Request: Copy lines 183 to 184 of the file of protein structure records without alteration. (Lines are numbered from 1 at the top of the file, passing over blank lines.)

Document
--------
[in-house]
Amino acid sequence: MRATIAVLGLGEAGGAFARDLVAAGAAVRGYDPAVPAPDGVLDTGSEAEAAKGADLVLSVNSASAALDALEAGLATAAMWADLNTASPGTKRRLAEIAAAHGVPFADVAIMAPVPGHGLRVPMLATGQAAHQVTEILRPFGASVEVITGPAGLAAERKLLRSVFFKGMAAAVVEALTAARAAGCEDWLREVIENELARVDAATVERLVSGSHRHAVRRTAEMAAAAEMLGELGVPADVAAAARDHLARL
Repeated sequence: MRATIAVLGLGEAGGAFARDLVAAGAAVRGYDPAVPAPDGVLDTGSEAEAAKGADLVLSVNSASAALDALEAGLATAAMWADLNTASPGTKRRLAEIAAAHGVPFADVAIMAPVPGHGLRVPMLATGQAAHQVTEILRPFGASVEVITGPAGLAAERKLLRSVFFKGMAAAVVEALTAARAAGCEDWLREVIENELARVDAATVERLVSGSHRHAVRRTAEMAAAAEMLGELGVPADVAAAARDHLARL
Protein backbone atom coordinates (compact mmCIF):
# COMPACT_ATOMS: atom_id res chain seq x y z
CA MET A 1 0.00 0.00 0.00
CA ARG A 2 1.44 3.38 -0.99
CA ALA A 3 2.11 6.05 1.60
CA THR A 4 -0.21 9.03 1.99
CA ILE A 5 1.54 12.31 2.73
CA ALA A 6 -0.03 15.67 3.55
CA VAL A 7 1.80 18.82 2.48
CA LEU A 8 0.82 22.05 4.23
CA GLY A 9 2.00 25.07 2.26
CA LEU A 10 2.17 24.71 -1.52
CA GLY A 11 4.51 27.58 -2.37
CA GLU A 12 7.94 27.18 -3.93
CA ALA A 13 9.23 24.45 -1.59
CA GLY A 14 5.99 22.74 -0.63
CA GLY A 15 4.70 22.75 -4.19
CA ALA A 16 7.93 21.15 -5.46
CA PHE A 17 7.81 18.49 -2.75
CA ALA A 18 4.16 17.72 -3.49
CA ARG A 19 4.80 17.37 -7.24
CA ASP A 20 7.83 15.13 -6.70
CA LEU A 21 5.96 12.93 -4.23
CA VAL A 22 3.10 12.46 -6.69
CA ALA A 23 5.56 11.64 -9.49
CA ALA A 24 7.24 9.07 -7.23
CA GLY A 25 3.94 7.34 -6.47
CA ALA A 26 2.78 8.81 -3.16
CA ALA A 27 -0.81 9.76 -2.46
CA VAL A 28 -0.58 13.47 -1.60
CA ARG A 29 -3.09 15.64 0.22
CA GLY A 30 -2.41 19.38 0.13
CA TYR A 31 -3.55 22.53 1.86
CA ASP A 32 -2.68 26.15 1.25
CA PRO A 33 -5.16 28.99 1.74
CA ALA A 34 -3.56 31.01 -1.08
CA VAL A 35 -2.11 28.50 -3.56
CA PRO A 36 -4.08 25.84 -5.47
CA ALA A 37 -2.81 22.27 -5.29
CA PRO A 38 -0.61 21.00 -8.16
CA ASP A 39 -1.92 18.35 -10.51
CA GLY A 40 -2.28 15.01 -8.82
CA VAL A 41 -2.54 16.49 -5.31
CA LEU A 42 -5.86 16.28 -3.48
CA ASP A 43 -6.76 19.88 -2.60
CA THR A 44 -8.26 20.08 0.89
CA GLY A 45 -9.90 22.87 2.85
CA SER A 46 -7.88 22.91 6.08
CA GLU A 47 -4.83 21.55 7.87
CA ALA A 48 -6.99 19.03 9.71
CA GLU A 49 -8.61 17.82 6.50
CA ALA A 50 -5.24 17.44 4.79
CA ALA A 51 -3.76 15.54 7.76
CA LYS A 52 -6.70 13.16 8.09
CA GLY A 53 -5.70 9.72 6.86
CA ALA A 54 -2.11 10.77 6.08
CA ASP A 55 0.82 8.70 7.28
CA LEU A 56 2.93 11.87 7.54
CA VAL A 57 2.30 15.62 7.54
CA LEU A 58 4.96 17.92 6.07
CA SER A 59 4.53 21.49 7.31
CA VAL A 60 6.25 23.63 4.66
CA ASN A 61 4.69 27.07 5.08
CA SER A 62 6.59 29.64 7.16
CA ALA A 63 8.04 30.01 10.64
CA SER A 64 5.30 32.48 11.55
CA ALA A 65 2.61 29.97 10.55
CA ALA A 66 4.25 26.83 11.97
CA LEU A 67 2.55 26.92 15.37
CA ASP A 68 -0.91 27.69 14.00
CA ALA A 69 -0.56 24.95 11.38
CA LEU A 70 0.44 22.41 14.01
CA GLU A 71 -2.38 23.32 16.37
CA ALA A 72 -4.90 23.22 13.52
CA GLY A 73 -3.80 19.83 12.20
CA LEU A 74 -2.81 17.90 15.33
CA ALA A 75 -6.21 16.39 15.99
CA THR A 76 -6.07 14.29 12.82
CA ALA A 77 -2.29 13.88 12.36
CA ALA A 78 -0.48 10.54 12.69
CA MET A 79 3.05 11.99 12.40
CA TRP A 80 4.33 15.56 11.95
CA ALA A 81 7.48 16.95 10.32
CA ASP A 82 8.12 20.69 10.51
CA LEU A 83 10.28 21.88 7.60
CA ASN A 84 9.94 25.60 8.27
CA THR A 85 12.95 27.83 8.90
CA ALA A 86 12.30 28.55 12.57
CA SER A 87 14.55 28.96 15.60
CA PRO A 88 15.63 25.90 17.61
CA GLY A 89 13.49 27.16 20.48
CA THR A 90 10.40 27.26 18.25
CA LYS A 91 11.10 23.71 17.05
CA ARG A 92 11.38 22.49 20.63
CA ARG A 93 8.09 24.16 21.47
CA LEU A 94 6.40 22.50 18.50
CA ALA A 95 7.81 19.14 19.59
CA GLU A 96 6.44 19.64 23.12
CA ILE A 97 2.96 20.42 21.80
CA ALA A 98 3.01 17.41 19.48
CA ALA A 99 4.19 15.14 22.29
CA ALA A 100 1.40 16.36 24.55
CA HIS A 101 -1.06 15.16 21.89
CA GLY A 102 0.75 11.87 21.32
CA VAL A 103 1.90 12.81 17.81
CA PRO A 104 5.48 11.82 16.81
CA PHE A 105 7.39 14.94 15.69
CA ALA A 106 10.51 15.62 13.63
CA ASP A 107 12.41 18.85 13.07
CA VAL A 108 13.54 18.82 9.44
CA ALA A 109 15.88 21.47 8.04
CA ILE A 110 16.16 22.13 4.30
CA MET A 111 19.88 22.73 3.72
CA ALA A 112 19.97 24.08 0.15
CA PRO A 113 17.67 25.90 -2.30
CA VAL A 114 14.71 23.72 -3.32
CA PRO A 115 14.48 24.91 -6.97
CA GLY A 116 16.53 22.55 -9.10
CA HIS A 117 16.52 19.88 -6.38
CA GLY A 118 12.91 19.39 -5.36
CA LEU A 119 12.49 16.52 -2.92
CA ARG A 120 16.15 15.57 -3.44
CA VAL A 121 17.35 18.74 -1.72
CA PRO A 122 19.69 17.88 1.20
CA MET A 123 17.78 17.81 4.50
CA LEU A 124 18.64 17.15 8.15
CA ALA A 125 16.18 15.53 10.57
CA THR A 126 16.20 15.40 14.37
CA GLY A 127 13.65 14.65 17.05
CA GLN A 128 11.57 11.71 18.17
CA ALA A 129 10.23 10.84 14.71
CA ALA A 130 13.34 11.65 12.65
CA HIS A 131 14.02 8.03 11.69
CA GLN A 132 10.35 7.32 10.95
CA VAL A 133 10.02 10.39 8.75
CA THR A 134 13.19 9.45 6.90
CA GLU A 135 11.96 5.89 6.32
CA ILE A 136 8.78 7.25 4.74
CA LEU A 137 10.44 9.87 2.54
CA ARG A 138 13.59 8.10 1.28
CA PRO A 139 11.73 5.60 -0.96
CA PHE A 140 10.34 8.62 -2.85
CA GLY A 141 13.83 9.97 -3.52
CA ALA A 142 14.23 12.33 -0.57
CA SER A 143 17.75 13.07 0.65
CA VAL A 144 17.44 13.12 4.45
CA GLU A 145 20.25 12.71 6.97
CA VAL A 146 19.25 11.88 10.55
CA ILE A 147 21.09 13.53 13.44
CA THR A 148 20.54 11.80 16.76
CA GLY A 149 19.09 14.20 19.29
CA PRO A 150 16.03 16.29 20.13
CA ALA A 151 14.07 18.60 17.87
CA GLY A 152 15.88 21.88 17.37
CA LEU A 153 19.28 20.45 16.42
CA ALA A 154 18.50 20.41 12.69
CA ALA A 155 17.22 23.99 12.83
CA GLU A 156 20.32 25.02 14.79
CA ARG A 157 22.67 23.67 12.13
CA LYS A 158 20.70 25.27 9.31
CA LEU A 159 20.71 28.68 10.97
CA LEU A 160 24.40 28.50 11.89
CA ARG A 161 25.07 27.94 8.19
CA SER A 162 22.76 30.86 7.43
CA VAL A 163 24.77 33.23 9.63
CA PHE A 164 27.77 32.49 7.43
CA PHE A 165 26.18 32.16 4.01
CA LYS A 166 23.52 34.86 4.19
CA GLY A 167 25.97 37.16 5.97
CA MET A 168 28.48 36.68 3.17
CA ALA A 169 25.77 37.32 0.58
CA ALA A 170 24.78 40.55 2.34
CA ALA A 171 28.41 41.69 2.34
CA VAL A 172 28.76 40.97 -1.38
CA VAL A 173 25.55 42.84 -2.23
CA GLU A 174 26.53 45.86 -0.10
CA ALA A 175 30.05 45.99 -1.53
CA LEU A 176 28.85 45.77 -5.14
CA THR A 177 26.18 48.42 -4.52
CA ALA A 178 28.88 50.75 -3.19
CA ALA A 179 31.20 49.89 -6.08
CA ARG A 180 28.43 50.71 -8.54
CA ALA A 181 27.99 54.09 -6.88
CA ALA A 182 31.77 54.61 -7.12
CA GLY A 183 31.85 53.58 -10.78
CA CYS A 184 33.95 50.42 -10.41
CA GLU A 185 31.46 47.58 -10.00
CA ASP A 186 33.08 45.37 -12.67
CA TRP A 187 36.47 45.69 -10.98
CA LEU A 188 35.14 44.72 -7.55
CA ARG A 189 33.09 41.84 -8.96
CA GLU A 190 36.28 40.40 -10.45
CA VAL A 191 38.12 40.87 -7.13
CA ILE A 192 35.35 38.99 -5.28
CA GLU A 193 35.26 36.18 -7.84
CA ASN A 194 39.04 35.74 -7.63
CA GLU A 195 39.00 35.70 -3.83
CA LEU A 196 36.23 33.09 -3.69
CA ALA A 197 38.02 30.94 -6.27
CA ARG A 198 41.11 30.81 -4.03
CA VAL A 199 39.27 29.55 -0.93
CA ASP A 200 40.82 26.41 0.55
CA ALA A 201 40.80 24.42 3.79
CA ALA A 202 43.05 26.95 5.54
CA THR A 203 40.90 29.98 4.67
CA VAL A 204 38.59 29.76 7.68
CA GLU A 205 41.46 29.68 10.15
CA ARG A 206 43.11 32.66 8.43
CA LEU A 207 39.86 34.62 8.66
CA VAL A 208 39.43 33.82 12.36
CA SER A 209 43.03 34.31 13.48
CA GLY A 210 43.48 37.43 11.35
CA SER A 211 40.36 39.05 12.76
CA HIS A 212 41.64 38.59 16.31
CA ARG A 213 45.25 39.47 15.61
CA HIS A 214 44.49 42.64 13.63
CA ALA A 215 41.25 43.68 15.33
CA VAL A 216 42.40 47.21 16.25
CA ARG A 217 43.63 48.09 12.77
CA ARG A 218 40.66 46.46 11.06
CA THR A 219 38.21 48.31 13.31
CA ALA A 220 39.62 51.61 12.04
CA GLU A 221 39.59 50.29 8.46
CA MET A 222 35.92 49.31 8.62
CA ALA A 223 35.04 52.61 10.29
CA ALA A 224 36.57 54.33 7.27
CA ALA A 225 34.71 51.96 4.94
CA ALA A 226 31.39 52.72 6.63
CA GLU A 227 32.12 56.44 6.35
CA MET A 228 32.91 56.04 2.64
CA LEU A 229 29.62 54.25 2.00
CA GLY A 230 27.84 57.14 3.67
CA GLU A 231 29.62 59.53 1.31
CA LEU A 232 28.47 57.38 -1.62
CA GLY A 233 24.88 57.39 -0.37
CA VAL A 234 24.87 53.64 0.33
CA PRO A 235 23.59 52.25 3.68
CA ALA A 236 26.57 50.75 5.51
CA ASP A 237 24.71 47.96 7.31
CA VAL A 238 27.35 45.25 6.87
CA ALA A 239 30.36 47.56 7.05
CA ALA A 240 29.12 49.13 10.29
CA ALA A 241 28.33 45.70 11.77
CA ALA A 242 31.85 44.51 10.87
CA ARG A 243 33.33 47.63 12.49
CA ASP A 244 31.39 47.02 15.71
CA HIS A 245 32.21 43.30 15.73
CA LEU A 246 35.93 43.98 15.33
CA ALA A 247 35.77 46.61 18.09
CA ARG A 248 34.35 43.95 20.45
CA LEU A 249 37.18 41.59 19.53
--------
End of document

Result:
CA ALA A 178 28.88 50.75 -3.19
CA ALA A 179 31.20 49.89 -6.08